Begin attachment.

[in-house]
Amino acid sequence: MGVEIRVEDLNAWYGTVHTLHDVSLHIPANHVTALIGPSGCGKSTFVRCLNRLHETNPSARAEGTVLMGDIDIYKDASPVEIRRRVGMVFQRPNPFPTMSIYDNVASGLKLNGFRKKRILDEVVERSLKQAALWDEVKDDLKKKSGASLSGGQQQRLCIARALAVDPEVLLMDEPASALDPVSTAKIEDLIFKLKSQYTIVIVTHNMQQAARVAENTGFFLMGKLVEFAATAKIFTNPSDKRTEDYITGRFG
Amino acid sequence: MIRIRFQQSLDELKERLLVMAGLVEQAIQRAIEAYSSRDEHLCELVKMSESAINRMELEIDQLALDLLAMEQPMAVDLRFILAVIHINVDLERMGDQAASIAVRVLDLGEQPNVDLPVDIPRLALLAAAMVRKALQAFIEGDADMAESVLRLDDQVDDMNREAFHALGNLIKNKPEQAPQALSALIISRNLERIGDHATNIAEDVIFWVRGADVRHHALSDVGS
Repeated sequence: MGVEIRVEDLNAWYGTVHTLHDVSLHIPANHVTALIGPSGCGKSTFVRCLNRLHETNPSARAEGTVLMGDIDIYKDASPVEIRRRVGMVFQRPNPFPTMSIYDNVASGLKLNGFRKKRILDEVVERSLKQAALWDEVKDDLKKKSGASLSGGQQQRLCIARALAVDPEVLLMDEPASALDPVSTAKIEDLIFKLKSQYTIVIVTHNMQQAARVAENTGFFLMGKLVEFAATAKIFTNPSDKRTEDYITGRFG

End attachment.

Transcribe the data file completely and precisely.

[in-house]
Amino acid sequence: MGVEIRVEDLNAWYGTVHTLHDVSLHIPANHVTALIGPSGCGKSTFVRCLNRLHETNPSARAEGTVLMGDIDIYKDASPVEIRRRVGMVFQRPNPFPTMSIYDNVASGLKLNGFRKKRILDEVVERSLKQAALWDEVKDDLKKKSGASLSGGQQQRLCIARALAVDPEVLLMDEPASALDPVSTAKIEDLIFKLKSQYTIVIVTHNMQQAARVAENTGFFLMGKLVEFAATAKIFTNPSDKRTEDYITGRFG
Amino acid sequence: MIRIRFQQSLDELKERLLVMAGLVEQAIQRAIEAYSSRDEHLCELVKMSESAINRMELEIDQLALDLLAMEQPMAVDLRFILAVIHINVDLERMGDQAASIAVRVLDLGEQPNVDLPVDIPRLALLAAAMVRKALQAFIEGDADMAESVLRLDDQVDDMNREAFHALGNLIKNKPEQAPQALSALIISRNLERIGDHATNIAEDVIFWVRGADVRHHALSDVGS
Repeated sequence: MGVEIRVEDLNAWYGTVHTLHDVSLHIPANHVTALIGPSGCGKSTFVRCLNRLHETNPSARAEGTVLMGDIDIYKDASPVEIRRRVGMVFQRPNPFPTMSIYDNVASGLKLNGFRKKRILDEVVERSLKQAALWDEVKDDLKKKSGASLSGGQQQRLCIARALAVDPEVLLMDEPASALDPVSTAKIEDLIFKLKSQYTIVIVTHNMQQAARVAENTGFFLMGKLVEFAATAKIFTNPSDKRTEDYITGRFG